As parents, we dream of leaving a legacy for our children, but sometimes life takes unexpected turns and our best plans change. Or does it?
In this week's Kupuna Caregiver story, we highlight Loren Shoop.
"It's all made out of ulu. The ulu grows here on Oahu. Then we take it and we make different hummus flavors out of it," Shoop said.
He speaks passionately about his product to shoppers in Waikiki: "We have like our own ulu chips too you can use that at home."
Shoop is the founder of Ulu Mana, a Hawaii-born company that uses breadfruit or ulu to make hummus. The Hawaii island native has deep roots in agriculture, but his entrepreneurial spirit is fueled by something far more personal.
"My mom was actually helping me full-time at the farmers market at the time of the accident. She had a stroke," Shoop said.
Jillyn suffered a stroke in December 2015, when Shoop was only 25. He was all she had, and moved into his rented apartment which he shared with four friends.
"She had to move into my residence so I could take care of her 24/7, so I gave her my room. I lived in the living room while trying to run all this," Shoop said.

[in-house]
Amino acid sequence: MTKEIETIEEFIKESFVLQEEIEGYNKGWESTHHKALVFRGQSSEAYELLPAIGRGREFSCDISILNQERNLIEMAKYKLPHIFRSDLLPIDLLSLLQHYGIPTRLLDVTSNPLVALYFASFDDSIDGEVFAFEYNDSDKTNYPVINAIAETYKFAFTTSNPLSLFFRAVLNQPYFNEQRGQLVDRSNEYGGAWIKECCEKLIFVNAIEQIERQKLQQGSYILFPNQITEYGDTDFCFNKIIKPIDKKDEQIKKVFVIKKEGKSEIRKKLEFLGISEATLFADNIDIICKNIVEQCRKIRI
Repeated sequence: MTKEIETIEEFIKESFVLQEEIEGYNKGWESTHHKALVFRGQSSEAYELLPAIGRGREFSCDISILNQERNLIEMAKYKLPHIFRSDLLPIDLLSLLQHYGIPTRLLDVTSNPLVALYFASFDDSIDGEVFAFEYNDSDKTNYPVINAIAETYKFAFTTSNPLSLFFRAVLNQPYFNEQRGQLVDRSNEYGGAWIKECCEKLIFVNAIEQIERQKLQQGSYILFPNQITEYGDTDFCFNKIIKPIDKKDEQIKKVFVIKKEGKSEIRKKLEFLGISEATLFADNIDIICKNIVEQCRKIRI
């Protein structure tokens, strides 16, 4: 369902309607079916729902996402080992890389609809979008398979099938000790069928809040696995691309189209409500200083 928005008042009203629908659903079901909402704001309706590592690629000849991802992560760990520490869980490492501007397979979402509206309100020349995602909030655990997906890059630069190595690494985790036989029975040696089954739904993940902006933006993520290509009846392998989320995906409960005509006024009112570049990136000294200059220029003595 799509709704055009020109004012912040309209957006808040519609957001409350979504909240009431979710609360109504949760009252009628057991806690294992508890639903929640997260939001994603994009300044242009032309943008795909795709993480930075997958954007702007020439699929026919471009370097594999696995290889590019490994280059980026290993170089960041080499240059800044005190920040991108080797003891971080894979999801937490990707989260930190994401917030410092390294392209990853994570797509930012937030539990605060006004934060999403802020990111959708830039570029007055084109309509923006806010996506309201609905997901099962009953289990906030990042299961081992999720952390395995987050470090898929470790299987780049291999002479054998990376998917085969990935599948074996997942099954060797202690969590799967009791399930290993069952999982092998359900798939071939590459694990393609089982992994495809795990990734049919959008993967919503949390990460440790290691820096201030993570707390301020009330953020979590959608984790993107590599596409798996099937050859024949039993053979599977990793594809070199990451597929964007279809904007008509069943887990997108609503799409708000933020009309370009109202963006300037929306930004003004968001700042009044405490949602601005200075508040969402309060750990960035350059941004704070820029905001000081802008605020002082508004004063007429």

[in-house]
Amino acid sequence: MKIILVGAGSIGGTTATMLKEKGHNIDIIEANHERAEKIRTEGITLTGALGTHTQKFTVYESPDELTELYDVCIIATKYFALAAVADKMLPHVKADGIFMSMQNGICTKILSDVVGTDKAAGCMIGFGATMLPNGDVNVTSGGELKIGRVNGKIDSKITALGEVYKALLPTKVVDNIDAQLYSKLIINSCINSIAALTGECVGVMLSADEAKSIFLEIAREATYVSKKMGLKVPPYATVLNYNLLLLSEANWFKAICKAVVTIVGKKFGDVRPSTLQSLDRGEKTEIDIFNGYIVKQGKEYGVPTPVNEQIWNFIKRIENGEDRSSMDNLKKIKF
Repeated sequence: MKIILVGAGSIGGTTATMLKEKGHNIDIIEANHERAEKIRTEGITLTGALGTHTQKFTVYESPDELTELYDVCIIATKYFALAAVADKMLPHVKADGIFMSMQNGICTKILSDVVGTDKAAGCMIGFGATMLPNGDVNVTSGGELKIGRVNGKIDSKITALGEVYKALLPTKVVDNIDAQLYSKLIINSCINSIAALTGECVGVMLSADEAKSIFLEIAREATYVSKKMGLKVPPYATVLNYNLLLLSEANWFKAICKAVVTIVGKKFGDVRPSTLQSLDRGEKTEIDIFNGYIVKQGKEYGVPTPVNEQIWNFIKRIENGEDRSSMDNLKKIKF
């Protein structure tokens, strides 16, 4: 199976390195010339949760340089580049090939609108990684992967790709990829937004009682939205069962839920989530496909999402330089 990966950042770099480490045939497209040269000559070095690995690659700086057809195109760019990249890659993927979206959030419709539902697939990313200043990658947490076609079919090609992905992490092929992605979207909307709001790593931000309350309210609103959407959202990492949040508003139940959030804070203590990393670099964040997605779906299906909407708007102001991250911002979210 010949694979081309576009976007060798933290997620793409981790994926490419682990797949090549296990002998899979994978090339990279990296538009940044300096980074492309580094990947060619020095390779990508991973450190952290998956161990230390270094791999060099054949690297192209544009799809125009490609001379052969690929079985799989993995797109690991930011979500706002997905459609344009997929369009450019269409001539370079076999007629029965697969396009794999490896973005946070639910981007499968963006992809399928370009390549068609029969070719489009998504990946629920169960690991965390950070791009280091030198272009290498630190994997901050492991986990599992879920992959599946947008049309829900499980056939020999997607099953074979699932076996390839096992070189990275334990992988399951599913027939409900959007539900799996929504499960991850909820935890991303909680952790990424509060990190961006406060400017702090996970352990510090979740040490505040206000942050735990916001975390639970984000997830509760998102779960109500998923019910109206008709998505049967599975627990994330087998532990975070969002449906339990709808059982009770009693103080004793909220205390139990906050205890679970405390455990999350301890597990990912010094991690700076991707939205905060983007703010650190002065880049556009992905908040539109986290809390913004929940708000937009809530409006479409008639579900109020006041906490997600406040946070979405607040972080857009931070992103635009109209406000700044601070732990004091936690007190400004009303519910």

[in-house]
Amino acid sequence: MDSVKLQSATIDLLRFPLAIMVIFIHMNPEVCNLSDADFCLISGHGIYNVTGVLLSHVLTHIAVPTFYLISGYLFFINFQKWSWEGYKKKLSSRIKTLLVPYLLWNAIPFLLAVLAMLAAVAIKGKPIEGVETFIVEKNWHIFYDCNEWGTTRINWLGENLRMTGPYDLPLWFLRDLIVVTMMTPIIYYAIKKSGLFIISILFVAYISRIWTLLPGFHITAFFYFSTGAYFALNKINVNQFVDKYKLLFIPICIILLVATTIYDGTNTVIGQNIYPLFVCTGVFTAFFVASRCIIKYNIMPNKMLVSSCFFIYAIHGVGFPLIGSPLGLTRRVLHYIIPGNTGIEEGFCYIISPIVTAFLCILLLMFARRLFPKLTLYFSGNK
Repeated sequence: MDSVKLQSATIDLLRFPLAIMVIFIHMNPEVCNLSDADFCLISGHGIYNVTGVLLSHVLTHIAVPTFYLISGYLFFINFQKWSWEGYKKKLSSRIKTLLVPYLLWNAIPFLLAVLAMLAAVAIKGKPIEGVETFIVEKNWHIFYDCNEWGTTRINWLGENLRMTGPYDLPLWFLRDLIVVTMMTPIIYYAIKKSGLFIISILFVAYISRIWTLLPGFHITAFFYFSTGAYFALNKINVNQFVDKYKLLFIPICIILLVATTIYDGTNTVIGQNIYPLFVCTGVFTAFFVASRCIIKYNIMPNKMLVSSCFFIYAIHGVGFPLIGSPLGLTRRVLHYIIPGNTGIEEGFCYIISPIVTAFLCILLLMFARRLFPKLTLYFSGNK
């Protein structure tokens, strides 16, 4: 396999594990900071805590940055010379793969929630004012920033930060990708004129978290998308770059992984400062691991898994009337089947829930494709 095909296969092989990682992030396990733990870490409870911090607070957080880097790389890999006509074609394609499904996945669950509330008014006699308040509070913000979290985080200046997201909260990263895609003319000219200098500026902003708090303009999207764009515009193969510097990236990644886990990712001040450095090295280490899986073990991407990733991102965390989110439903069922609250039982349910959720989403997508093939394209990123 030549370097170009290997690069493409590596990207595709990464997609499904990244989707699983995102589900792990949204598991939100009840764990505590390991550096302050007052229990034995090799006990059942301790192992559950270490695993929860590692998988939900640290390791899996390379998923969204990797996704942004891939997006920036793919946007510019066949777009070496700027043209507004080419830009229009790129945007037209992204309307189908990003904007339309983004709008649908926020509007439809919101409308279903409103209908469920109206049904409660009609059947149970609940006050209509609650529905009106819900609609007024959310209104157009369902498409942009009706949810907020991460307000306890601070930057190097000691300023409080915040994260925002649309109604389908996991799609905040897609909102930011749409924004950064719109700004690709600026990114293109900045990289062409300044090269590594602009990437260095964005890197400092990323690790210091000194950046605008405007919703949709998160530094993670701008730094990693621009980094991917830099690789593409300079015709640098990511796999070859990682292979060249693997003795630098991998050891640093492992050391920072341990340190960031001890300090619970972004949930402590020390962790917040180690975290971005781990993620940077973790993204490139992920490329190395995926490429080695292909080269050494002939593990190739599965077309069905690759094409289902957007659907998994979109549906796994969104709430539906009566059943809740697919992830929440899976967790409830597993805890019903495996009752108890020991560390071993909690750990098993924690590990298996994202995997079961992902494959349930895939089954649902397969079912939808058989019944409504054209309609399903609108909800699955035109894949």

At the time, he was running three businesses.
"Twenty-four-seven, middle of the night, you know. All the meals. All the breakfasts. Medications, everything, so I had to do that plus do exactly what you see me doing here, all these farmers markets, so it was really tough balancing all of that. It was really hard," he said.
No one had answers, and he felt alone. His mother had depleted her savings and had no long-term care insurance.
"The finances were absolutely brutal. I had no idea. I did not see it coming," Shoop said. "I was going downhill, and not only was I going down. She was going downhill, too."
That's when he sought help and found a nice place for Mom to call home. Shoop recently started his fourth company, Ulu Mana, which allows him to serve his greater purpose.
"I don't have any shiny things, any cool stuff, but yeah, it goes to Mom. It pays for her. She's very happy. She's in a really nice care home now. They're able to take care of her and do the things they need to do," he said.
A devastating stroke altered Mom's life, but make no mistake, her legacy is still very much alive.
"Everything you see here, everything that I do, I learned from her as far as like presentation, how to treat a customer, how to treat someone," Shoop explained. "Every bit of her rubbed off on me, so I'm very thankful for that."